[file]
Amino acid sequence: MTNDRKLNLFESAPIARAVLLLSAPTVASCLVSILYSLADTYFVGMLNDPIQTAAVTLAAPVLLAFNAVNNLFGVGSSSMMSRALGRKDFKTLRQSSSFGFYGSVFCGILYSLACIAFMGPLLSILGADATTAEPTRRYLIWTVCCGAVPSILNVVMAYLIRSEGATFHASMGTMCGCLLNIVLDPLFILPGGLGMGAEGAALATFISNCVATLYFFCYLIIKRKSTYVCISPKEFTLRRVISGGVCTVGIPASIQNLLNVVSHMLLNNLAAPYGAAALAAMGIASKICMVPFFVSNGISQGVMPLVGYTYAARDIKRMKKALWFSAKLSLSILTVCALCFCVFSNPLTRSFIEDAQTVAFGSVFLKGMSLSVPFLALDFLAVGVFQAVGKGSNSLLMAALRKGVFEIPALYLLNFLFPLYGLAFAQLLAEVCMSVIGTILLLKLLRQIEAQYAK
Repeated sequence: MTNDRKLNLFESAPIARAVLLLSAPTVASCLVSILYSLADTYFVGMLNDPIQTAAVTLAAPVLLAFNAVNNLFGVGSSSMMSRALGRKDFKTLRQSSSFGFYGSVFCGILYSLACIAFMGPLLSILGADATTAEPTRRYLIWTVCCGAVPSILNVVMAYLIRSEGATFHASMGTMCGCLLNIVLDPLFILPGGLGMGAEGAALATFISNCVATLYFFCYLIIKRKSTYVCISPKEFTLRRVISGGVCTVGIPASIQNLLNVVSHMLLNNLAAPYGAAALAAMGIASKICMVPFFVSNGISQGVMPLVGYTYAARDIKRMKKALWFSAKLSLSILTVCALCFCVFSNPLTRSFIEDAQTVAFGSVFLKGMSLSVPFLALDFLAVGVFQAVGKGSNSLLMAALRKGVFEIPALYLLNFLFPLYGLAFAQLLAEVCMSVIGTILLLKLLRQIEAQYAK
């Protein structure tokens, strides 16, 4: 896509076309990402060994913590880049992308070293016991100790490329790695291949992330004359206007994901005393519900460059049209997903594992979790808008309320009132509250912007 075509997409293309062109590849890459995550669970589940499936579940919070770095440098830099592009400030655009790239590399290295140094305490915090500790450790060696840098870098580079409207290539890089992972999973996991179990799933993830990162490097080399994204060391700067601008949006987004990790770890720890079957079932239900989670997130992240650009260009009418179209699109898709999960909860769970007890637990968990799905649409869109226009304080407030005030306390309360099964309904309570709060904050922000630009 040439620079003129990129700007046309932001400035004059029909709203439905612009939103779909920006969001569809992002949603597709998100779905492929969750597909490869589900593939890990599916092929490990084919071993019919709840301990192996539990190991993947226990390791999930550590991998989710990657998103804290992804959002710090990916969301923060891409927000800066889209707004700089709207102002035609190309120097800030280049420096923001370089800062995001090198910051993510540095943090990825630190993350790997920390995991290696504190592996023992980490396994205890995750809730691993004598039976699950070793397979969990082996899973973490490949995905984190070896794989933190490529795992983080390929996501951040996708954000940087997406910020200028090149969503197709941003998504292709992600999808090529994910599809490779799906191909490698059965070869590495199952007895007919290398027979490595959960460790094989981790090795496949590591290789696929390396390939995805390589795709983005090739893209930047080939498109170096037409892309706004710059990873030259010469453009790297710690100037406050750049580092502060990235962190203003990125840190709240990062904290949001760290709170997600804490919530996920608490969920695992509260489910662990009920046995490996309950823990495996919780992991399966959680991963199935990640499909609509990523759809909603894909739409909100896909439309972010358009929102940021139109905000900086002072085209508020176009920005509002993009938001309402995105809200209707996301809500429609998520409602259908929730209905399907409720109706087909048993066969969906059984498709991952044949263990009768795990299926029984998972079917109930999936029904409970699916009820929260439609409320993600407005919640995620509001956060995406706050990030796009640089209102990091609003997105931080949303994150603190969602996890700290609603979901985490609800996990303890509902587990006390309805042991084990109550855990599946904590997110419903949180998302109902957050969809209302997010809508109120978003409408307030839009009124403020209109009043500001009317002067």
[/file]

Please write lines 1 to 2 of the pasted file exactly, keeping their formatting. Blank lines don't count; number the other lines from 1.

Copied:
Amino acid sequence: MTNDRKLNLFESAPIARAVLLLSAPTVASCLVSILYSLADTYFVGMLNDPIQTAAVTLAAPVLLAFNAVNNLFGVGSSSMMSRALGRKDFKTLRQSSSFGFYGSVFCGILYSLACIAFMGPLLSILGADATTAEPTRRYLIWTVCCGAVPSILNVVMAYLIRSEGATFHASMGTMCGCLLNIVLDPLFILPGGLGMGAEGAALATFISNCVATLYFFCYLIIKRKSTYVCISPKEFTLRRVISGGVCTVGIPASIQNLLNVVSHMLLNNLAAPYGAAALAAMGIASKICMVPFFVSNGISQGVMPLVGYTYAARDIKRMKKALWFSAKLSLSILTVCALCFCVFSNPLTRSFIEDAQTVAFGSVFLKGMSLSVPFLALDFLAVGVFQAVGKGSNSLLMAALRKGVFEIPALYLLNFLFPLYGLAFAQLLAEVCMSVIGTILLLKLLRQIEAQYAK
Repeated sequence: MTNDRKLNLFESAPIARAVLLLSAPTVASCLVSILYSLADTYFVGMLNDPIQTAAVTLAAPVLLAFNAVNNLFGVGSSSMMSRALGRKDFKTLRQSSSFGFYGSVFCGILYSLACIAFMGPLLSILGADATTAEPTRRYLIWTVCCGAVPSILNVVMAYLIRSEGATFHASMGTMCGCLLNIVLDPLFILPGGLGMGAEGAALATFISNCVATLYFFCYLIIKRKSTYVCISPKEFTLRRVISGGVCTVGIPASIQNLLNVVSHMLLNNLAAPYGAAALAAMGIASKICMVPFFVSNGISQGVMPLVGYTYAARDIKRMKKALWFSAKLSLSILTVCALCFCVFSNPLTRSFIEDAQTVAFGSVFLKGMSLSVPFLALDFLAVGVFQAVGKGSNSLLMAALRKGVFEIPALYLLNFLFPLYGLAFAQLLAEVCMSVIGTILLLKLLRQIEAQYAK